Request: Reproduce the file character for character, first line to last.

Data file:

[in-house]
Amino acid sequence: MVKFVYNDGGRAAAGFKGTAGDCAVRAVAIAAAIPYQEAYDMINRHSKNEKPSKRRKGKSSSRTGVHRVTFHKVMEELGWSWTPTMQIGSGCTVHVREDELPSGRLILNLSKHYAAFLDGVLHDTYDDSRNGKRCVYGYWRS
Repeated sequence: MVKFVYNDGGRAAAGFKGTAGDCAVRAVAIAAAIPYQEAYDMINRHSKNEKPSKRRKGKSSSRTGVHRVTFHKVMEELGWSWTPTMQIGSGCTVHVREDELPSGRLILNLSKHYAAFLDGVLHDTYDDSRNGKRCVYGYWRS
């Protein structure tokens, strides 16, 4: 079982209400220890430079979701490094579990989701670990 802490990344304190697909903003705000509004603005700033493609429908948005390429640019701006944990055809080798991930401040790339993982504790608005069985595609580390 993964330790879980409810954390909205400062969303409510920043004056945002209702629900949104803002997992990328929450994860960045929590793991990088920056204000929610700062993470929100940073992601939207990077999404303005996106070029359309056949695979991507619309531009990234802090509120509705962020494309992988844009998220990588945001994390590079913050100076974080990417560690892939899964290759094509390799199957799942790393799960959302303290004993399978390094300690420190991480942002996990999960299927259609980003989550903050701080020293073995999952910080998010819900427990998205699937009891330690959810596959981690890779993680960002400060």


[in-house]
Amino acid sequence: MVKFVYNDGGRAAAGFKGTAGDCAVRAVAIAAAIPYQEAYDMINRHSKNEKPSKRRKGKSSSRTGVHRVTFHKVMEELGWSWTPTMQIGSGCTVHVREDELPSGRLILNLSKHYAAFLDGVLHDTYDDSRNGKRCVYGYWRS
Repeated sequence: MVKFVYNDGGRAAAGFKGTAGDCAVRAVAIAAAIPYQEAYDMINRHSKNEKPSKRRKGKSSSRTGVHRVTFHKVMEELGWSWTPTMQIGSGCTVHVREDELPSGRLILNLSKHYAAFLDGVLHDTYDDSRNGKRCVYGYWRS
């Protein structure tokens, strides 16, 4: 079982209400220890430079979701490094579990989701670990 802490990344304190697909903003705000509004603005700033493609429908948005390429640019701006944990055809080798991930401040790339993982504790608005069985595609580390 993964330790879980409810954390909205400062969303409510920043004056945002209702629900949104803002997992990328929450994860960045929590793991990088920056204000929610700062993470929100940073992601939207990077999404303005996106070029359309056949695979991507619309531009990234802090509120509705962020494309992988844009998220990588945001994390590079913050100076974080990417560690892939899964290759094509390799199957799942790393799960959302303290004993399978390094300690420190991480942002996990999960299927259609980003989550903050701080020293073995999952910080998010819900427990998205699937009891330690959810596959981690890779993680960002400060």